In fact, the English university system as a whole also has some benefits that the Scottish system can’t afford to offer. McGrade stated, “we cannot help the fact that the standard of education at England’s ancient universities far outstrips that of Scotland’s…the zero tuition fee model in Scotland comes at a price. Holyrood will only give a university £1800 per student which means fewer contact hours in larger groups.” 

Similarly, whilst the interviewees had all grappled with the idea of tuition fees to differing degrees, there was a general consensus that fees present the biggest problem when not fully explained or understood. “Unless you’re aware of the very unique benefits that we’re fortunate enough to get as Oxbridge students, then it can just seem a lot easier to stay at home,” said Gerry. “A really common question you get [from people in Scotland] is why are you paying the money, which I think is symptomatic of the lack of knowledge of the system. I can see why if you come from a certain economic background that if that’s not made clear to you, the idea of taking on an extra 30k of debt is not something that’s going to be appealing.” 

For most then, fees present a problem when the system is little understood. If it wants to improve its access record in Scotland, Oxford will not only have to establish itself as a viable pathway out of school, but make sure that pupils fully understand what they would be signing up for. 

The University is by no means ignoring Scotland. Yet, as mentioned above, the more traditional approach that works in England will need to be adapted to suit Scottish needs. In McGrade’s opinion “The University desperately needs to bankroll one of the colleges to act as a link college for Scotland.“ In response to a Freedom of Information request sent this Summer, Oxford informed Cherwell that St John’s College has been tasked with hosting in-bound visits to the university. However, the main access and outreach efforts of the College target specific parts of London. 

In fact, most of the university’s Scottish outreach is managed centrally by the Undergraduate Admissions and Outreach Team (UAO). McGrade claimed “it’s been nearly a year since the University Outreach Office stepped foot in Scotland.” Those (independent) students I spoke to who had experienced outreach events in Scotland found them to be woefully inadequate, exposing the general deficiency faced by Scottish schools when it comes to interacting with the university. 

The few interviewees who had experienced such events found them to be dominated by independent schools and run by well-meaning, but ineffective admin staff. One reflected on “how utterly useless those days were”, complaining “they were run by people who, now you look back on it, didn’t know what they were talking about. There were no Oxford students, there were no Oxford tutors, there were no members of faculty. An actual student’s perspective is so much more helpful than someone from admin.”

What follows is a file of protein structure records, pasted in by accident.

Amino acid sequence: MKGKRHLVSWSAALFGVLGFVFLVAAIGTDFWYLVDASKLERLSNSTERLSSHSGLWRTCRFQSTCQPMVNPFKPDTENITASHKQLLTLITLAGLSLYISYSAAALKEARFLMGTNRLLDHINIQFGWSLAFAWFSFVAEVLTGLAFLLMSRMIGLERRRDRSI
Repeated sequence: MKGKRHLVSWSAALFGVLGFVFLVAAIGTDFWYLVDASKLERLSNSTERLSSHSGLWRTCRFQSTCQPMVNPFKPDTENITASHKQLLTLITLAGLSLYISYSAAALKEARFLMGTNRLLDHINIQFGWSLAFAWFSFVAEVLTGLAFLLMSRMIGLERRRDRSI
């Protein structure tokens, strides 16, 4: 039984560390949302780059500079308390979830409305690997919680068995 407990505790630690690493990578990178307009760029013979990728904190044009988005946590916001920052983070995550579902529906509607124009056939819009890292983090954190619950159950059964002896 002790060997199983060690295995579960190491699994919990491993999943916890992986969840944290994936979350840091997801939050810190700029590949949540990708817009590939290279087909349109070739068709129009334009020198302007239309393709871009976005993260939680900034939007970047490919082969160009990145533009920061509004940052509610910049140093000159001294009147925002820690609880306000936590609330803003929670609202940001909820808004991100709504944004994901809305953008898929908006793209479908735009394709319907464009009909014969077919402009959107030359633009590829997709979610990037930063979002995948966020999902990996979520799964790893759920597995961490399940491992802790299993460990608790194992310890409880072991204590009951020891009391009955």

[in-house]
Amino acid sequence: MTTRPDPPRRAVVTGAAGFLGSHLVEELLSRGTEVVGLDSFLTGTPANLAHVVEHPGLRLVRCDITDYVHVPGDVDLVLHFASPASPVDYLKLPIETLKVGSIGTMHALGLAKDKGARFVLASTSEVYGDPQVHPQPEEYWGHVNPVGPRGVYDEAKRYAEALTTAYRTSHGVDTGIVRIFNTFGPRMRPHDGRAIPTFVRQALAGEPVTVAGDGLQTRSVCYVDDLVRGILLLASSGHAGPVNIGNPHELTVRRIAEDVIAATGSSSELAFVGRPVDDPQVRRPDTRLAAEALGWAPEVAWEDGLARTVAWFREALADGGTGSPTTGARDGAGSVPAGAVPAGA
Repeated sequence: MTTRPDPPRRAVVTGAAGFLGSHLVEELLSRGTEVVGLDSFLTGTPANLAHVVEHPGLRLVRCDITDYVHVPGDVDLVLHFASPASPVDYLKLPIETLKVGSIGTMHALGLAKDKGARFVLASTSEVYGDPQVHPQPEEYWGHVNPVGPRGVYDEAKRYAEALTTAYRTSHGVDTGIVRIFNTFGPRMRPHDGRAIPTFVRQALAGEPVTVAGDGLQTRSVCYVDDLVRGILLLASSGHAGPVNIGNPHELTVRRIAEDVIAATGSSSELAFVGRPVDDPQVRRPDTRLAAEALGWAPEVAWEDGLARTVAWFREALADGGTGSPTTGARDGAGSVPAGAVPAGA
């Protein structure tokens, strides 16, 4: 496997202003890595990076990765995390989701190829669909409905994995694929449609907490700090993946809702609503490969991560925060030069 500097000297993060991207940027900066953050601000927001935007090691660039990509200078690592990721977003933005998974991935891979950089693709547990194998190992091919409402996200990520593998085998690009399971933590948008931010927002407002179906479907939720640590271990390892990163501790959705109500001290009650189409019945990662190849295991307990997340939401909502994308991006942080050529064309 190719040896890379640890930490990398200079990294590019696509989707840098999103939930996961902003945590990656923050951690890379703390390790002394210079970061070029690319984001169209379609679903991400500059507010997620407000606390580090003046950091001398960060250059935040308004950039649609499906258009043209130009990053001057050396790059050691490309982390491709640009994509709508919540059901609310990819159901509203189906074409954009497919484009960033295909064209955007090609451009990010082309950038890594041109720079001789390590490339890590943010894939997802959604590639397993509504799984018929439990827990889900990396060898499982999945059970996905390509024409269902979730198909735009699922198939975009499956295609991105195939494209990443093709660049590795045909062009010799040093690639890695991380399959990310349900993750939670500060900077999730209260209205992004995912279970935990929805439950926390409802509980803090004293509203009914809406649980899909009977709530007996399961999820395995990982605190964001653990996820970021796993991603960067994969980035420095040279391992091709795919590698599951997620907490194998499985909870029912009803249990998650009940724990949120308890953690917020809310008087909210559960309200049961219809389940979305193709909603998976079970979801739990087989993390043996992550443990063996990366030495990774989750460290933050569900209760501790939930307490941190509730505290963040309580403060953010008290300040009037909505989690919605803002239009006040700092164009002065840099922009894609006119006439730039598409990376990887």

Among my interviewees, UNIQ turned out to be similarly disappointing. McGrade commented: “My experience has been that UNIQ does not seem to have made much headway at all in Scotland and this must be from a failure to advertise it. After all, it’s quite a way to come to Oxford from Scotland and often prohibitively expensive to do so.” This sentiment was shared by a number of the interviewees, who claimed they had not been aware of UNIQ or simply found out about it too late to apply. One student expressed that it was also difficult to find information about the University’s extensive options for financial support. 

Information obtained by a Freedom of Information request revealed that in 2019, 9 participants were domiciled in Scotland. This resulted in 4 applications and 3 offers. 

Tutors appear to be an under-used resource when it comes to busting the myths that surround Oxford. For those able to attend, in-person open days provide students and tutors with an opportunity to make this human connection. For Gerry, “the chance to meet tutors and have informal conversations who were there sort of demystified the situation in that you realised quite quickly that these people weren’t that different from your teachers at school. There wasn’t an oppressive or overt intelligence in the conversations as they were showing you around…For me, I think it probably did have a bearing on whether I applied at that stage because I was undecided when I went down.”